This version of Wolverine goes to greater lengths to connect the Little Lord Fontleroy version of Logan that was presented in Paul Jenkins’ Origin series, the brutal savage of Claremont and Byrne’s X-Men and the Frank Miller tragic samurai than the monthly comics could ever be bothered to. Presenting Wolverine as a tragic figure drinking his way to the bottom of a bottle, lamenting his past and terrified of his baser nature is a truly magnificent way to look at the character and Moore is a genius for thinking of it. The noir look of the story is brilliantly grim. I lost track of how many times I saw Wolverine beaten to a bloody mess in four issues.

Wolverine: Noir is a cripplingly sad story about the descent of a human being into the realm of animal rage. In short, it could be the best Wolverine comic I have ever read.

Buy Wolverine: Noir at

Rick Remender helms new X-Force to face the coming of Apocalypse

The latest version of X-Force is a wetworks team sanctioned by Cyclops to do the work that the regular X-Men could not stomach. After the recent revelation of the team’s violent missions, the team is set for some major changes including the announcement of the new creative team of Rick Remender of Frankencastle and artist Jerome Opeña of Vengeance of the Moon Knight. Remender recently gave some of the details at the Chicago Comic and Entertainment Expo. has reported the writer’s announcement:

“They have no business operating,” Remender says of the new Wolverine-lead team. “They should be defunct. They’re breaking some rules by reforming, breaking some trust. They also have a different outlook on how they proceed with the missions and who knows about the missions. There is a co-captain system set up at first to ensure no one person has control over such a lethal force. There are members of the team who want to do the right thing but have a difficult time with the current modus operandi. However, the deliberation is cut short as the threat they are facing is revealed to be the return of Apocalypse.”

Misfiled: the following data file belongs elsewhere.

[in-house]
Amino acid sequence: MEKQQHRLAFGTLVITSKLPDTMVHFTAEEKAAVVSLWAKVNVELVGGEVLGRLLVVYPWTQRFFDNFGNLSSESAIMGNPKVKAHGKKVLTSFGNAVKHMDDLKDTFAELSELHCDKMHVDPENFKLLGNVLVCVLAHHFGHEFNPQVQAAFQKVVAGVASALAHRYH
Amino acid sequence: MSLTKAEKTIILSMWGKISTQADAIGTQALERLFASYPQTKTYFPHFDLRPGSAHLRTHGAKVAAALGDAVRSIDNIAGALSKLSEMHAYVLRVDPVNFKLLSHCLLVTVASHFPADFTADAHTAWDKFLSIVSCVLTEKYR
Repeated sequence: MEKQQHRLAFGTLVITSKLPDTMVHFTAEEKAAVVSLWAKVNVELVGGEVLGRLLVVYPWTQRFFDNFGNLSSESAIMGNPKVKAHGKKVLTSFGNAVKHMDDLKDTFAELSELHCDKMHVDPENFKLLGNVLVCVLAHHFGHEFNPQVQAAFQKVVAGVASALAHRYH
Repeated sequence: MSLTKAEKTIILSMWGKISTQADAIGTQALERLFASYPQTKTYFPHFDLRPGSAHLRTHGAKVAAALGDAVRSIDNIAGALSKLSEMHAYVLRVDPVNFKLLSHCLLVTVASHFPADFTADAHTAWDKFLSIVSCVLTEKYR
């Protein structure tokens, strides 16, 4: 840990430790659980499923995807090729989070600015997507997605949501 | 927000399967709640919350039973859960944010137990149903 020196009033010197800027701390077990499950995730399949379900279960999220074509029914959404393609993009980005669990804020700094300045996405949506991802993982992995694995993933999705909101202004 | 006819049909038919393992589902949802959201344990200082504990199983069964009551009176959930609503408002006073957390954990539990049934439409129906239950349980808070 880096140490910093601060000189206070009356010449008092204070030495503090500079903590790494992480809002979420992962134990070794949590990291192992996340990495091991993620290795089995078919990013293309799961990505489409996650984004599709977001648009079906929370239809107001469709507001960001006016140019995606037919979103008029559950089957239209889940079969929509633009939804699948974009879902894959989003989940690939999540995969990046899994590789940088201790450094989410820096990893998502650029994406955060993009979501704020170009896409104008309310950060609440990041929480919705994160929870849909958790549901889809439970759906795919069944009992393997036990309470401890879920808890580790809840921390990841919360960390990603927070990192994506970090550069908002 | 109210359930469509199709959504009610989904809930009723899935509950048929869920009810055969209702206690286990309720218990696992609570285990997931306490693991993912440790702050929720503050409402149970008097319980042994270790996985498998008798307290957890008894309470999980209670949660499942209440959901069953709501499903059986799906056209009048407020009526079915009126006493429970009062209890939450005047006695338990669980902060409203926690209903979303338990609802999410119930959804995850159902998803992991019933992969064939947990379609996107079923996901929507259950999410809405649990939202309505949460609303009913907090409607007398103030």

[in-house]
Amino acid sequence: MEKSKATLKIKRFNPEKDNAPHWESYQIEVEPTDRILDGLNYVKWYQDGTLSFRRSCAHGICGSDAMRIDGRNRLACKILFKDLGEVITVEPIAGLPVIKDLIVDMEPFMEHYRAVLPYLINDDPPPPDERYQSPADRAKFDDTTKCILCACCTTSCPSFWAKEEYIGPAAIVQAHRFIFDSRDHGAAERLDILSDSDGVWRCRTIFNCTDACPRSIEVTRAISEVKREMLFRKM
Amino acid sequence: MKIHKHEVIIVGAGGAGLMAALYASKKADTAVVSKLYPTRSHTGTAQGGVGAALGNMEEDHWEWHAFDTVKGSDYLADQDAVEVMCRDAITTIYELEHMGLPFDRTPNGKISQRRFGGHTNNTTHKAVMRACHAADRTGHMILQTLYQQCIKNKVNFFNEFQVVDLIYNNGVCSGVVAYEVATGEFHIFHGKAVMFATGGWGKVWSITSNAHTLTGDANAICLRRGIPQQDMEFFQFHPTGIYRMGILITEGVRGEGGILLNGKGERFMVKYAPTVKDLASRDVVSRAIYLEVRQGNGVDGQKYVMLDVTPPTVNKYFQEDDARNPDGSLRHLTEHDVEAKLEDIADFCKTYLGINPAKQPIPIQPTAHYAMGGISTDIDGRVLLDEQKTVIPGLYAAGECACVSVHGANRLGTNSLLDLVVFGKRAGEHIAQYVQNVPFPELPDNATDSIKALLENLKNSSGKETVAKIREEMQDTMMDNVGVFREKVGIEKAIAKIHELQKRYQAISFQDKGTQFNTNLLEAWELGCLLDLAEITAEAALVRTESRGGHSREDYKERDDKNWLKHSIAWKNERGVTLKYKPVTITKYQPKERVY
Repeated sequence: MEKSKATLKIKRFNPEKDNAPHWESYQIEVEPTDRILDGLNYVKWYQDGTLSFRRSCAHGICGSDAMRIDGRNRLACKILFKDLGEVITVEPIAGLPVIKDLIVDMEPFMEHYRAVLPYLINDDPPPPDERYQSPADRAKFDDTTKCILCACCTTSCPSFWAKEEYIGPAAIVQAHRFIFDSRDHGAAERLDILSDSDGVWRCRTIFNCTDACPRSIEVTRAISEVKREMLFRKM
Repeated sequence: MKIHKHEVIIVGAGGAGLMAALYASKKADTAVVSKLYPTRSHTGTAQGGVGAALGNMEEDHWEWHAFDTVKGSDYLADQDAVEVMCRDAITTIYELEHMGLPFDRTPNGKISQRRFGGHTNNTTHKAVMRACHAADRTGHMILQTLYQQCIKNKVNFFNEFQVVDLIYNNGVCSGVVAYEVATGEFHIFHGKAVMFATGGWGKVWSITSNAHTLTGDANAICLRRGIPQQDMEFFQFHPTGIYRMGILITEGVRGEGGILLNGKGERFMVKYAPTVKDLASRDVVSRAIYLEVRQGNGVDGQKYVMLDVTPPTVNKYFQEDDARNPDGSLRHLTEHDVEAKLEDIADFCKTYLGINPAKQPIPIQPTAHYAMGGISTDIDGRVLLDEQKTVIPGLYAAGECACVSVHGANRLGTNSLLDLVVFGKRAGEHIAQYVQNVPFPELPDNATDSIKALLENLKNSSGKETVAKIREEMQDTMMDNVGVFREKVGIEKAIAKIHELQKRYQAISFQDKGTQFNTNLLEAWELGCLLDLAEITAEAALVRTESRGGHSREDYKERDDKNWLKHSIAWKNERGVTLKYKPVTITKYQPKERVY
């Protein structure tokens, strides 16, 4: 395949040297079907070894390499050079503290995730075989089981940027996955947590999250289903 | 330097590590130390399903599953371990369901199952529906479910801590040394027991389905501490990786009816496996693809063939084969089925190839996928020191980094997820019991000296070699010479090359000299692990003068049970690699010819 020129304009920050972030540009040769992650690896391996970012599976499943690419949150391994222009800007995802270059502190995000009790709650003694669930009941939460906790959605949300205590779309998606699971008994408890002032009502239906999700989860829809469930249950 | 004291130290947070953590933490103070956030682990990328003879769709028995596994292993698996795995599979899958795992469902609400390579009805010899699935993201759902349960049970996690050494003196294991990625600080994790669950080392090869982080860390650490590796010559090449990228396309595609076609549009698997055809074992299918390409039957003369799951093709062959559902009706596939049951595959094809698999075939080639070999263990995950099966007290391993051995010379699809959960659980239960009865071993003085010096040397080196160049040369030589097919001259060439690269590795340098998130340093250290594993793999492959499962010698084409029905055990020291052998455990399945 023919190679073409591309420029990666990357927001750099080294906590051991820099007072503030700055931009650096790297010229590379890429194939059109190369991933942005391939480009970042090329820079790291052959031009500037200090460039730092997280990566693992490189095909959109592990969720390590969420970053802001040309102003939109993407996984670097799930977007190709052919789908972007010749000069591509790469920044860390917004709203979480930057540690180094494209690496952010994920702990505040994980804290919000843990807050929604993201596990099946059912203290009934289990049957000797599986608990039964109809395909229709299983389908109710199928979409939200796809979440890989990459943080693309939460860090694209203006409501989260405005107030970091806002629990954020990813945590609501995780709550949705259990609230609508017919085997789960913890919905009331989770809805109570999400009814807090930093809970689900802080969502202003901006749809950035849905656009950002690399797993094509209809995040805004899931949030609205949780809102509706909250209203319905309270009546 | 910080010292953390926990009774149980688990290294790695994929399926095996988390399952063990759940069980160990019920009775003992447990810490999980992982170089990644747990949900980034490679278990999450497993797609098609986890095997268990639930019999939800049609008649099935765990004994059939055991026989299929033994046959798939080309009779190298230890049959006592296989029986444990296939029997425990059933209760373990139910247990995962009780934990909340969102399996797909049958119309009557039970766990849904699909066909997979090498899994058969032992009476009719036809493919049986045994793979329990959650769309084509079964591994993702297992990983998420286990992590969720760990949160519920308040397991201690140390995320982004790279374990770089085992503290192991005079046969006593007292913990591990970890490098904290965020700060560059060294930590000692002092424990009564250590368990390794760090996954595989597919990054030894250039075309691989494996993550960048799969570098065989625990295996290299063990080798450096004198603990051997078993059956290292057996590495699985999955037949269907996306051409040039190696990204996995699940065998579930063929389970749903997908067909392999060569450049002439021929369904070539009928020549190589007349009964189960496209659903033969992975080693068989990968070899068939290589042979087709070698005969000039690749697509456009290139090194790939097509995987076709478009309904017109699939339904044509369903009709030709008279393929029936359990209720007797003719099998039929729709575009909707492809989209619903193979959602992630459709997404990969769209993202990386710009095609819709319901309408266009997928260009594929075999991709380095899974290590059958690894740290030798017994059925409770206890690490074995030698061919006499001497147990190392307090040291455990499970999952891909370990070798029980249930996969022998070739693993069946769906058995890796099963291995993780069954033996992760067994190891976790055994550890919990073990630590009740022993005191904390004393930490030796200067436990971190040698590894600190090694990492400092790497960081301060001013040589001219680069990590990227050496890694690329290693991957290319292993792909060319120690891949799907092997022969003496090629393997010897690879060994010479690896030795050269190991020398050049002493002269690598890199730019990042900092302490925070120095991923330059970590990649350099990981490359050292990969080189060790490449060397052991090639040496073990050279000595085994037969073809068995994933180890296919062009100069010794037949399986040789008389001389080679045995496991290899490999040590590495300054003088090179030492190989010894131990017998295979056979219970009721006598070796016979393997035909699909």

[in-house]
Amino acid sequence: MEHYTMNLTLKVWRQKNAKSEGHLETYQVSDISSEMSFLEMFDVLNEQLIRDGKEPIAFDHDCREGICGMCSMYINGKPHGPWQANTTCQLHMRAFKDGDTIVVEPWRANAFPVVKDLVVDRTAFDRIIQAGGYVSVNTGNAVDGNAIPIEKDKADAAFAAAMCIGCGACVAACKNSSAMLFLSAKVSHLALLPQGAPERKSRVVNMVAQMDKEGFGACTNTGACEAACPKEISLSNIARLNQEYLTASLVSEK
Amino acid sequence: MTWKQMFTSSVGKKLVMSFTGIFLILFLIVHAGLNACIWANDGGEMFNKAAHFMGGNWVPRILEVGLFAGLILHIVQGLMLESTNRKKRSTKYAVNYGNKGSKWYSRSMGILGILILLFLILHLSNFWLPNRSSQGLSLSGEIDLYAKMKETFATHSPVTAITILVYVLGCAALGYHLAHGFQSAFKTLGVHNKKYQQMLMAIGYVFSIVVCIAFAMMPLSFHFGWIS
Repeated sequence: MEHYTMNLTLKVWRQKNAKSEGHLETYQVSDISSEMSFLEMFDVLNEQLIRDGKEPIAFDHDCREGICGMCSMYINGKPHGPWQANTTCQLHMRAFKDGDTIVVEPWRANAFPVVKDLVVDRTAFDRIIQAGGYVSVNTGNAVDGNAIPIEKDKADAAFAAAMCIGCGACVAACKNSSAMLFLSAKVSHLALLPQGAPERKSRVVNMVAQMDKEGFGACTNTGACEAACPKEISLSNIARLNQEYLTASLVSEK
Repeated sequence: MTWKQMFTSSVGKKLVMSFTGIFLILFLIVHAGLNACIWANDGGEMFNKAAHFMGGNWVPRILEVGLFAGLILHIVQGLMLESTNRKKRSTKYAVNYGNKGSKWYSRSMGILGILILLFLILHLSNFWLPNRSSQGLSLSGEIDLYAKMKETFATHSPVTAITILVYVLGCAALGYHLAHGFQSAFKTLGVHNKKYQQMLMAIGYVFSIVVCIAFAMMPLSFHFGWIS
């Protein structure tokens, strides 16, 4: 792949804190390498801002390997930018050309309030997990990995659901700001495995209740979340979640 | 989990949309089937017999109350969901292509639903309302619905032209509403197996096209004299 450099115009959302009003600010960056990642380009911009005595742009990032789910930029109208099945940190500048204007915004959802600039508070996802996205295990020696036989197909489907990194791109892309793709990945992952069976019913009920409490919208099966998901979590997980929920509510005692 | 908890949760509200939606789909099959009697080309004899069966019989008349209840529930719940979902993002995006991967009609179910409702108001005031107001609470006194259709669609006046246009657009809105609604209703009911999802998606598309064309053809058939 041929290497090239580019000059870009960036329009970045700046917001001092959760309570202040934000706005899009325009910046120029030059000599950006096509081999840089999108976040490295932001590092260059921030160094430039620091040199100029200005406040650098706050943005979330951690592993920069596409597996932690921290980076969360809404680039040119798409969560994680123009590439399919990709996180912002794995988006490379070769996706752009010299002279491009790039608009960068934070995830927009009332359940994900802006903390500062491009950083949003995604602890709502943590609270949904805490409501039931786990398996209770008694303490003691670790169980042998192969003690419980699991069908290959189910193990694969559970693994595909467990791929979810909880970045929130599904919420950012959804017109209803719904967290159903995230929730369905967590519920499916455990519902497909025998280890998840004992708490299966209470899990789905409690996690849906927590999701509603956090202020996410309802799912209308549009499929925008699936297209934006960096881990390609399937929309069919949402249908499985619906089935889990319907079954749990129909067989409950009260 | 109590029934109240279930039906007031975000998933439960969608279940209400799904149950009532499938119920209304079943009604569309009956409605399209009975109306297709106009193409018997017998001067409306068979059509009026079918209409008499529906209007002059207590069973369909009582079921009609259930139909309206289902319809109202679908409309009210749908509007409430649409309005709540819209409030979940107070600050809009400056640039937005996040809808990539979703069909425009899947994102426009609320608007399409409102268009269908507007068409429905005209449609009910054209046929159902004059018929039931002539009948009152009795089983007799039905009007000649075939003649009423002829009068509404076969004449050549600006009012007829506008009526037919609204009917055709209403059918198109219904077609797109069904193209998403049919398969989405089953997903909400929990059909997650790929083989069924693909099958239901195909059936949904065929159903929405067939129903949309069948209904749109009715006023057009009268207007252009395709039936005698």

The new X-Force team has a network of people looking out for Apocalypse’s rise and could be faced with the moral quandary of being able to execute the immortal villain as an infant.

“One of the members of the team has had operatives hunting for signs of the return of En Sabah Nur for years,” Remender shares. “We open as the operative discovers what he’s been seeking. Turns out when the rest of the world is celebrating the defeat of a tyrant, humanity entering a new ‘Heroic Age’ is the first big signpost of the Age of Apocalypse. X-Force is reformed with one objective: kill Apocalypse. Their existence must be kept a total secret as no one knows who the new Four Horsemen are, or if the X-Men have been infiltrated already. No one can be trusted. The tension is high and the threat level couldn’t be greater.”

Speaking of Apocalypse, Remender studied the character’s long history dating back to his first appearance in 1986’s X-FACTOR #5 in preparation for this story.

“I take what I like and focus in, building on the better ideas with my own take on the character’s natural next step, natural motivation in response to the current world stage,” he explains. “I think the character has been handled well throughout the years, but I’m personally a big fan of the Louise and Walt Simonson version [from the original X-FACTOR series]. But I’ve read all of his appearances and have a list of the points that seem the strongest, the things I’ll be focusing on. We’ve also developed a lot of new stuff around past continuity, fleshing out concepts that were hinted at or mentioned, [like] a certain society [returning] in a new form. It’s important to be mindful of [whom] the character is and what he has done but not allow it to hinder creativity. With these new pages and designs Jerome Opeña is sending in I feel confident we’ve done that.”

With such a dark and secretive missions, Remender promises that his new group will still sport the black-themed duds fans might be familiar with from the current X-FORCE.

“It defines their purpose a bit, reminds them of the business at hand,” says the writer of the darker outfits. “These are heroes, people who want to see their actions make the world a better place. However, they’re also stained. A band that has been forced to make hard choices in the past, choices that called for hard resolutions. They’re like Johnny Cash; the men in black wear it as an external representation of the stains they’ve absorbed for the good of the common man, and so that other heroes can keep a squeaky clean conscience.”

The X-Men Movie Manifesto